Originally Posted by puppypaws
This is a totally different world that what you see in Michigan, and as you get older you are also finding out time goes much faster than you could ever believe.
Check back on the post dates and really figure out how long it has been since I talked about having the most rainfall measured in our area in 75 yrs. We had the first measurable rainfall in over a month Saturday night which was 1.2", remember, being a farmer keeps me well aware of rainfall amounts.
We have much thinner topsoil in our area and the ground is full of shale rock, yet you move 15 miles east or south and sand comes into play. The soils in our area dry out extremely fast, and our water table is much lower, comes to within about 30' from the top of the ground in this particular area.
I talk with farmers in the Midwest and upper part of the country that are forced to install drain tile to lower the water table which is very close to the surface, not a problem we deal with. They run this tile on like a 50 to 100' grid at a depth of approximately 4'. Crops in those areas can hold very well with 6 wks. of no rainfall, whereas that period in our area would have crops dying.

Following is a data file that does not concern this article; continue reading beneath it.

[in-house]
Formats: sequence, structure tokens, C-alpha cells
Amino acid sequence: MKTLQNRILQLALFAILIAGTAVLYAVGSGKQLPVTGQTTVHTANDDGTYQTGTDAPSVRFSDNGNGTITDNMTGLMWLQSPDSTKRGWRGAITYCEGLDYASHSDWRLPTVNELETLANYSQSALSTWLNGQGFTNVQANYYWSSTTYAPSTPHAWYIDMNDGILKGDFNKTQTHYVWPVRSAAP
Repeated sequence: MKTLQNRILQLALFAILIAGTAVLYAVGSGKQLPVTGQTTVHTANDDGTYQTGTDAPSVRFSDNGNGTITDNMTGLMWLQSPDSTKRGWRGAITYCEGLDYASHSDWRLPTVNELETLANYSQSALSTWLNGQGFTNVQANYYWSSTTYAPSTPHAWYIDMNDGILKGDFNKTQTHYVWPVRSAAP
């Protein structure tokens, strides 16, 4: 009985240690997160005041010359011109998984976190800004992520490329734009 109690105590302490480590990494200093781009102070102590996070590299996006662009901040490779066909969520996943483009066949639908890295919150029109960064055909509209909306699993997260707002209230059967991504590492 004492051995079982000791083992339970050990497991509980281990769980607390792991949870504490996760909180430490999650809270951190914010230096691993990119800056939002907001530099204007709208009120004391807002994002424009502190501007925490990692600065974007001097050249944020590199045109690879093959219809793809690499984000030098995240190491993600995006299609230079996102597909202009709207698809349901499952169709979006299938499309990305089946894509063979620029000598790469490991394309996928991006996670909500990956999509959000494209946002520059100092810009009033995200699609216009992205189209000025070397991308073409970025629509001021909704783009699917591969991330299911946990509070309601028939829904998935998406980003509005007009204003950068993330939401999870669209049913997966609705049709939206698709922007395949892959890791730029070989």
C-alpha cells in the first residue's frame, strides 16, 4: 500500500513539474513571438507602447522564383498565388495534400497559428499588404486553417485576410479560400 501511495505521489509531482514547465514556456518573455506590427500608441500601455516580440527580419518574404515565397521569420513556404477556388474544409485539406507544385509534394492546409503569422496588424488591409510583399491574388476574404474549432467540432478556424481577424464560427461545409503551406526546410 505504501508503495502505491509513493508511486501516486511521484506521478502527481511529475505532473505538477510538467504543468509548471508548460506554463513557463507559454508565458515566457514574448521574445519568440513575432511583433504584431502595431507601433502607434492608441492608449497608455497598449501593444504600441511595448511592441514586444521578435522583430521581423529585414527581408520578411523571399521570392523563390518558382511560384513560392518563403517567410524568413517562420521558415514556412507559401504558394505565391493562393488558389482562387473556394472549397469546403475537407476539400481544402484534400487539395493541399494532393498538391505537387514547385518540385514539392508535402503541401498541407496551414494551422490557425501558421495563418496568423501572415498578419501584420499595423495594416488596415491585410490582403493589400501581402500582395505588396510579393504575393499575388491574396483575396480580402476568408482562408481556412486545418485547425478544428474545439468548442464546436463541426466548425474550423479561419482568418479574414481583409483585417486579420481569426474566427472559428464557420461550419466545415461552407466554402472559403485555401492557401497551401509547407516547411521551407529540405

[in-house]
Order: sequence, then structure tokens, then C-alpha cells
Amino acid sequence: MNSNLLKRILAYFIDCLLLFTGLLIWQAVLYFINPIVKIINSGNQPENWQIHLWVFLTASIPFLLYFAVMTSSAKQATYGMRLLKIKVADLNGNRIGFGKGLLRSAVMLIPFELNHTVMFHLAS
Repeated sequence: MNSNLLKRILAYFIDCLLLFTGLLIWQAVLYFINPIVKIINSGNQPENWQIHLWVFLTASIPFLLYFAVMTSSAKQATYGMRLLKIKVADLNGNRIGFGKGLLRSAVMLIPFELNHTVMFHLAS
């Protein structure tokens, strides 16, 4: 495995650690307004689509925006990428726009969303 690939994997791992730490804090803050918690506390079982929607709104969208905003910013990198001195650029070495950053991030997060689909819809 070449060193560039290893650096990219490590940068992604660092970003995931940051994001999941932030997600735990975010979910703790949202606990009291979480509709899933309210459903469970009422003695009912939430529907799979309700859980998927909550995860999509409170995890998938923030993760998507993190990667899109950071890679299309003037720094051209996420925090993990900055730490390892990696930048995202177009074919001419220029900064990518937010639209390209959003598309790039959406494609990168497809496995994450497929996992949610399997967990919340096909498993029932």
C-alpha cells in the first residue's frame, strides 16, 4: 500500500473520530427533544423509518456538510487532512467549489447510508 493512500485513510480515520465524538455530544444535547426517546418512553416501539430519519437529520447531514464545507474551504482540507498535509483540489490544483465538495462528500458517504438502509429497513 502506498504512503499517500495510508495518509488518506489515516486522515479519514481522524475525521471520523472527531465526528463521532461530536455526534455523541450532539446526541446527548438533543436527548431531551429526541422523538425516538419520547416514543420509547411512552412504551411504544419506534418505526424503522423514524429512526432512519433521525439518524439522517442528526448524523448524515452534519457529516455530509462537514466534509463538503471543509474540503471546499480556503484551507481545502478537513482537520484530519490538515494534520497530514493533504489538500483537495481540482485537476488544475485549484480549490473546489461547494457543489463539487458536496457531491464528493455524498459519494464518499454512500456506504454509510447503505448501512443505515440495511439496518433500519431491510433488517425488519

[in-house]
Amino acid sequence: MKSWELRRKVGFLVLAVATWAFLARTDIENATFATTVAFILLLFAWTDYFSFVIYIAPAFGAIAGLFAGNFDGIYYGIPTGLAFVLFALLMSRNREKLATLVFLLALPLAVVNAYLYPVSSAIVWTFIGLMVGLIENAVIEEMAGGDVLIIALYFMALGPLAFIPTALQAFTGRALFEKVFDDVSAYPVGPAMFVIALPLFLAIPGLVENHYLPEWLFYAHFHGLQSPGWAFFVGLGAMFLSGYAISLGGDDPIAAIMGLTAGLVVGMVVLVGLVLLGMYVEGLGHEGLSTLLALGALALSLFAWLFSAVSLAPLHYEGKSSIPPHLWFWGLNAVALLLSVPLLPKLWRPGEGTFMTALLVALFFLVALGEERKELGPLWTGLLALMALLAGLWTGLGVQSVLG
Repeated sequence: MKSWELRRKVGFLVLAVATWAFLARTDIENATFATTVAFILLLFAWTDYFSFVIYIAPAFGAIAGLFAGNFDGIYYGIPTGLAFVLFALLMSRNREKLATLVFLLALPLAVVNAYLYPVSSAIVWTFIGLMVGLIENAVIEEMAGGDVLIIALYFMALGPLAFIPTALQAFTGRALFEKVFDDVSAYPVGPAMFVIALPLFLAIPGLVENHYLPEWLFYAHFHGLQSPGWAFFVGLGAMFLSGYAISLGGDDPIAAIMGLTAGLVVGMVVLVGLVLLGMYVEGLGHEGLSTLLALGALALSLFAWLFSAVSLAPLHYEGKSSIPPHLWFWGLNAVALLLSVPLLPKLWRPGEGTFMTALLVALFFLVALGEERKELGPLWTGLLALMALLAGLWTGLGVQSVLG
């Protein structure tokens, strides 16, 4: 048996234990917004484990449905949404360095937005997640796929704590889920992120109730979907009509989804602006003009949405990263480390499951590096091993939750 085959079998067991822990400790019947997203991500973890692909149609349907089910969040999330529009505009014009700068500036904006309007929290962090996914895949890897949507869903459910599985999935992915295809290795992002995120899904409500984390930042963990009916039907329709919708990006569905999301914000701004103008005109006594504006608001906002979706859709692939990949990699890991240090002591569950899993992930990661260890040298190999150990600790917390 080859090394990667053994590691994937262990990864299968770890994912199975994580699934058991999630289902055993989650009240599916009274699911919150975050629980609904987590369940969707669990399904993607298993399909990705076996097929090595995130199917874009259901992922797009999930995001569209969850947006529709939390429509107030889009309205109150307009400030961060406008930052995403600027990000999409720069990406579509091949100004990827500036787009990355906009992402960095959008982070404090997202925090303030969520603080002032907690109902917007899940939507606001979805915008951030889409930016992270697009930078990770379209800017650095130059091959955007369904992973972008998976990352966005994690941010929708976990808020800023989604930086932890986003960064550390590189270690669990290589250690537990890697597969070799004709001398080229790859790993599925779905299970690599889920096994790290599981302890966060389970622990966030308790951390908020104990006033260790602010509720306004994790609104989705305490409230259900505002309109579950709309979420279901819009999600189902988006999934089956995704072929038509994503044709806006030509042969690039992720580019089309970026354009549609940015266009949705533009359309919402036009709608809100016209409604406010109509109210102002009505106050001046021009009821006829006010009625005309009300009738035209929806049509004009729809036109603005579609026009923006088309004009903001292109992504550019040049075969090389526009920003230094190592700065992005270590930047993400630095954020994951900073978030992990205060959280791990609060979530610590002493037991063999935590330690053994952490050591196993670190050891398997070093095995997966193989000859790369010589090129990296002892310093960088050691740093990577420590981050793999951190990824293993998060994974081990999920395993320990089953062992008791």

The same as cutting grass is totally different in many areas of the country, so is farming. The ground was so dry that when the 1.2" of rain fell Saturday night, the next morning the ground had soaked it up to the point of looking like no more than a heavy dew. Before I checked the two rain gauges I would have bet it rained no more than a couple to three tenths, and honest was extremely shocked to see 1.2" in both gauges.
A week with no rain in our area makes a huge difference, two weeks it is beginning to get dry, three weeks and it is hurting crops from lack of water. We do not have soils with good water holding capability, when growing row-crops, a month without rain can mean the difference of profit or loss.
I was raised up in Hamlet, NC which is about 45 minutes from you and that sand will suck up water as fast as it falls. It can literally rain 3" and the next day be dusty dry. I live in Asheboro now and the red clay here is a whole different animal. I've worn rubber boots all summer long because of the rain.